Idenix Pharmaceuticals (IDIX) will use the $107 million raised Tuesday to push ahead with the clinical development of hepatitis C drugs, despite the Street's perception that the company's efforts are too little, too late. The new cash also ensures Idenix's legal team has the resources necessary to continue patent litigation against Gilead Sciences (GILD), says Idenix CEO Ron Renaud.
I reached Renaud by phone Tuesday morning. He sounded happy, which isn't surprising for a guy who's about to deposit a check into Idenix's bank account that will almost double the company's cash reserves.
The Baupost Group raised its ownership stake in Idenix from 27% to 35% by purchasing 16.4 million shares of common stock at $6.50 per share -- a 5% discount to Idenix's Monday close.
The registered direct offering raises $107 million for Idenix, which had $122 million in cash on hand at the end of 2013.
"I know there's a perception that we're late to [hepatitis C] but the market will take a long time to play out and there will be plenty of room to operate when we get there," said Renaud.
For Idenix, that means continuing the development of its lead nucleotide prodrug IDX21437 and the NS5A inhibitor samatasvir (also known as IDX719.) Renaud and his team are betting that these two drugs (or follow-on compounds in Idenix's labs) could be combined into a single, daily pill to treat all hepatitis C genotypes with a high barrier to resistance. The idea is not for Idenix to compete with Gilead, Abbvie (ABBV) or Bristol-Myers Squibb (BMY) today (way too late for that) but to leapfrog ahead and be ready to compete for hepatitis C patients in 2017-2018.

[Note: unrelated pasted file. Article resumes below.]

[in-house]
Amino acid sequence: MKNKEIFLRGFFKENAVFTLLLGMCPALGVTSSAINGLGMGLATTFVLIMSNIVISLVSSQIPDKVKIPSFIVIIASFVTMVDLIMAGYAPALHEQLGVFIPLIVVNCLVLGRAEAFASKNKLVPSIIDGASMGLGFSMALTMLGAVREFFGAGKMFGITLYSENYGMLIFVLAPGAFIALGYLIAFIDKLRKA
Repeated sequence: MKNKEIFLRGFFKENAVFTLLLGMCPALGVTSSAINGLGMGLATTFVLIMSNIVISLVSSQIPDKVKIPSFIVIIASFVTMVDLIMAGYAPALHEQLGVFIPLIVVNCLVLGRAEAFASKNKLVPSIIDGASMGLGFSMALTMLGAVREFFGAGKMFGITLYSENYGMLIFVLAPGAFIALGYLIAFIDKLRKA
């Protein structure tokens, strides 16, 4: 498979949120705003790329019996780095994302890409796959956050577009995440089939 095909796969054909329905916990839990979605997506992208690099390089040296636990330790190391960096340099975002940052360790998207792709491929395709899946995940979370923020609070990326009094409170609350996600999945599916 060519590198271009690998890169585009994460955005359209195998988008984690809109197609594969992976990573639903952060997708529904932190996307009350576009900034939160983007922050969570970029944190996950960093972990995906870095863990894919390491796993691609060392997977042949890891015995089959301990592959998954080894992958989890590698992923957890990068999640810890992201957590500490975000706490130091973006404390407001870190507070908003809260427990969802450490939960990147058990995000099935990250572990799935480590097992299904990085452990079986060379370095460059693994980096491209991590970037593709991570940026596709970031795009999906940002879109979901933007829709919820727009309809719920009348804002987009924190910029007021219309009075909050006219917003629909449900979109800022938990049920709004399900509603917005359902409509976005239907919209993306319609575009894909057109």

"We're running big programs so we need "big n" studies in order to catch up," said Renaud. By "big n", Renaud means Idenix needs to run large clinical studies with lots of hepatitis C patients enrolled.
What if Idenix can't catch up in hepatitis C? Is the company considering a Plan B?
"We need to stick to what we know," said Renaud, which means virology. "We're still committed to demonstrating strategic success in hepatitis C even though I know our track record there to date hasn't been great."
Renaud is starting to talk a little bit using the company's expertise in nucleotide and prodrug chemistry to possibly develop drugs in infectious disease and oncology. Renaud notes, for example, that patients with acute myeloid leukemia are already treated with a nucleoside that is toxic and relatively ineffective, which opens an opportunity for a prodrug which could improve exposure and/or the safety profile.
"We have an open mind about bolstering the pipeline. I know we're small and competing for good ideas but we're not opposed to anything that creates value to shareholders," said Renaud.
He adds: "I realize that sounds like a CEO cliche but it's the truth."